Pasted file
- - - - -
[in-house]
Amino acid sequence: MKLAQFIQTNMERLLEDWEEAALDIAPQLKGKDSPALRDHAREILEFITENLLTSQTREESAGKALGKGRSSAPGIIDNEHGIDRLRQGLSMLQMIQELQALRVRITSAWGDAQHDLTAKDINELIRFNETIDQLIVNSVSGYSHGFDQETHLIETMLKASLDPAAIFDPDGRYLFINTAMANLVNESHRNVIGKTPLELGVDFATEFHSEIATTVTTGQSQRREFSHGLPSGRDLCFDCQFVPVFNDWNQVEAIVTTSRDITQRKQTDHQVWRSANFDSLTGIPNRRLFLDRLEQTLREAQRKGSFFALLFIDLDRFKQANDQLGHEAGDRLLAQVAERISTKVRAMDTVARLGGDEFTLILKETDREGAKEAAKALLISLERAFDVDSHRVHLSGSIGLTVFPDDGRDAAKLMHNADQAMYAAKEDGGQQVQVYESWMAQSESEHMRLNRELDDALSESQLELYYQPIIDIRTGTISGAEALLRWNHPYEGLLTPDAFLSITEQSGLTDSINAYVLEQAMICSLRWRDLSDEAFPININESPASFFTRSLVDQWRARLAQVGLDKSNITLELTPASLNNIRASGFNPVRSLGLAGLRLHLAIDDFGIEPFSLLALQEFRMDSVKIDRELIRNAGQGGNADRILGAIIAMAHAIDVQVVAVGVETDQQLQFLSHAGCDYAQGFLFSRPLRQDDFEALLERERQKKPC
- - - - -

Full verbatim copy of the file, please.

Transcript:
[in-house]
Amino acid sequence: MKLAQFIQTNMERLLEDWEEAALDIAPQLKGKDSPALRDHAREILEFITENLLTSQTREESAGKALGKGRSSAPGIIDNEHGIDRLRQGLSMLQMIQELQALRVRITSAWGDAQHDLTAKDINELIRFNETIDQLIVNSVSGYSHGFDQETHLIETMLKASLDPAAIFDPDGRYLFINTAMANLVNESHRNVIGKTPLELGVDFATEFHSEIATTVTTGQSQRREFSHGLPSGRDLCFDCQFVPVFNDWNQVEAIVTTSRDITQRKQTDHQVWRSANFDSLTGIPNRRLFLDRLEQTLREAQRKGSFFALLFIDLDRFKQANDQLGHEAGDRLLAQVAERISTKVRAMDTVARLGGDEFTLILKETDREGAKEAAKALLISLERAFDVDSHRVHLSGSIGLTVFPDDGRDAAKLMHNADQAMYAAKEDGGQQVQVYESWMAQSESEHMRLNRELDDALSESQLELYYQPIIDIRTGTISGAEALLRWNHPYEGLLTPDAFLSITEQSGLTDSINAYVLEQAMICSLRWRDLSDEAFPININESPASFFTRSLVDQWRARLAQVGLDKSNITLELTPASLNNIRASGFNPVRSLGLAGLRLHLAIDDFGIEPFSLLALQEFRMDSVKIDRELIRNAGQGGNADRILGAIIAMAHAIDVQVVAVGVETDQQLQFLSHAGCDYAQGFLFSRPLRQDDFEALLERERQKKPC